The CEN Research Group, which is open to those interested in the latest developments in educational neuroscience, meets weekly at 4pm on Thursday afternoons.
Our autumn schedule is now available here. The first meeting is on Thursday 15th October, with a presentation from Dr. Ben Shaw from the University of Westminster. On 22nd October, Sarah Punshon will be talking about her new Wellcome-Funded project: “Getting stuck, going wrong and being stupid: could a theatrical adventure impact children’s beliefs about their mathematical brains?”
The CEN Research Group is open to faculty members, postdoctoral fellows, and students at Birkbeck and UCL (especially those on the Educational Neuroscience and Developmental Sciences masters, and PhD students studying relevant topics). It is also open to educationalists, educational psychologists, and interested teachers. Meetings aim to enable an atmosphere of informal discussion of the latest findings in neuroscience and psychology, and their relevance to education. If you would like to attend, please contact us at: email@example.com
Michael Thomas, Director of CEN, and Dr. Emma Meaburn, will give the Inaugural Annual Learnus Lecture, on the topic of Genetics and Education, on 18th November at 6.30pm, at Harvey Goodwin Suite, Church House, Dean’s Yard London SW1P 3NZ. The lecture will explore the potential contribution of modern genetic methods and findings to education. Here’s the flier:
Learnus Inaugural Annual Lecture
Professor Yi-Yuan Tang, visiting from Texas Tech University, USA, will give a seminar at the the CEN on Wednesday, 12-1pm on August 5th, at Birkbeck (Room 153, Malet Street building), with a buffet lunch afterwards.
The seminar will be on “Training Attention and Self-regulation: Brain Mechanisms and Applications”.
Abstract: “Attention and self-regulation play an important role in learning and education. It remains largely unknown how to train these capacities effectively. This talk will introduce two types of training methods – state training and network training. Network training involves practice of a specific task (e.g., attention, working memory) repeatedly and thus exercising its specific brain network. State training uses practice (e.g., physical exercise or mindfulness meditation) to develop a brain state that may influence the operations of many networks. State training certainly involves networks, but it is not designed to train networks using a cognitive task. Research has shown that both types of training can improve attention, cognitive control, emotion regulation and neuroplasticity. I will discuss the brain mechanisms and applications of these types of training in learning and education.”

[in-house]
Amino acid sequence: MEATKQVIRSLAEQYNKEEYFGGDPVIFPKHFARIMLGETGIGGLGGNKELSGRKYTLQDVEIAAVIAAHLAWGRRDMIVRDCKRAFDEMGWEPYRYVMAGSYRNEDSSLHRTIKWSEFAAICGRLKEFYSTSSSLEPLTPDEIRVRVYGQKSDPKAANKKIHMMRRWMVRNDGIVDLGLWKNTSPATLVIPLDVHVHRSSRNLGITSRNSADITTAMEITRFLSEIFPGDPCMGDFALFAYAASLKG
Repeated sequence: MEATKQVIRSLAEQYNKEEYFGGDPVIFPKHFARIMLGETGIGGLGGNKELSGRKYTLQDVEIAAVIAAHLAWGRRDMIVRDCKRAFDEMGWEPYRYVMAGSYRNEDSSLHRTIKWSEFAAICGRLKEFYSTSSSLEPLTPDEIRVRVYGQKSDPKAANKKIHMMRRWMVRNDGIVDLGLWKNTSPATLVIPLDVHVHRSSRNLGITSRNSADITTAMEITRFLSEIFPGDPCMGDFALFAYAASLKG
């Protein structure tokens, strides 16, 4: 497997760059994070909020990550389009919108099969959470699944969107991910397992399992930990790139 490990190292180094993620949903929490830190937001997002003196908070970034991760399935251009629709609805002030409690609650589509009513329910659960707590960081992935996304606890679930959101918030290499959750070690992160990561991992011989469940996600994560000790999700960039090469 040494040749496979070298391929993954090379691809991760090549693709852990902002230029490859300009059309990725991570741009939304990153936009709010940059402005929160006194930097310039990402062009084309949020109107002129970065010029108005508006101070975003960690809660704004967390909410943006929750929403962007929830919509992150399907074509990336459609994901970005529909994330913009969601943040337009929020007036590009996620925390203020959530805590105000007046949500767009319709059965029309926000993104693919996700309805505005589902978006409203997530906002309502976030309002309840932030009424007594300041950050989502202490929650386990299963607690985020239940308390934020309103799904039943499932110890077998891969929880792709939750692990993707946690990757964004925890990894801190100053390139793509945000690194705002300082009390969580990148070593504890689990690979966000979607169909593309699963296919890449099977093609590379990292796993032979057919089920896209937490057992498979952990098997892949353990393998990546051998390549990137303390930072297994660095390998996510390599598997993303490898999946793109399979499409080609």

Members of the CEN have been taking part in an event organised by the Wellcome Trust to allow teachers and the public to ask neuroscientists about education related questions.
See here for the enthusiastic debates that have been raging (I’m a scientist, get me out of here!) and here for recent coverage of the event in the Guardian.
The new programme in Educational Neuroscience is delivered jointly by Birkbeck University of London and the UCL-Institute of Education in central London
The department of Psychological Sciences offers a range of 1 year Full Time ( 2 year Part Time) Masters programmes that provide focussed and cutting edge postgraduate level training in the areas of the department’s research strengths. Topics include:
Educational Neuroscience and Developmental Sciences.
The MSc programmes are designed to prepare students for a career in research whereas the MA programmes are designed to deepen student’s level of understanding of the chosen speciality. Part-time programmes are normally available on a day-release basis over 2 years.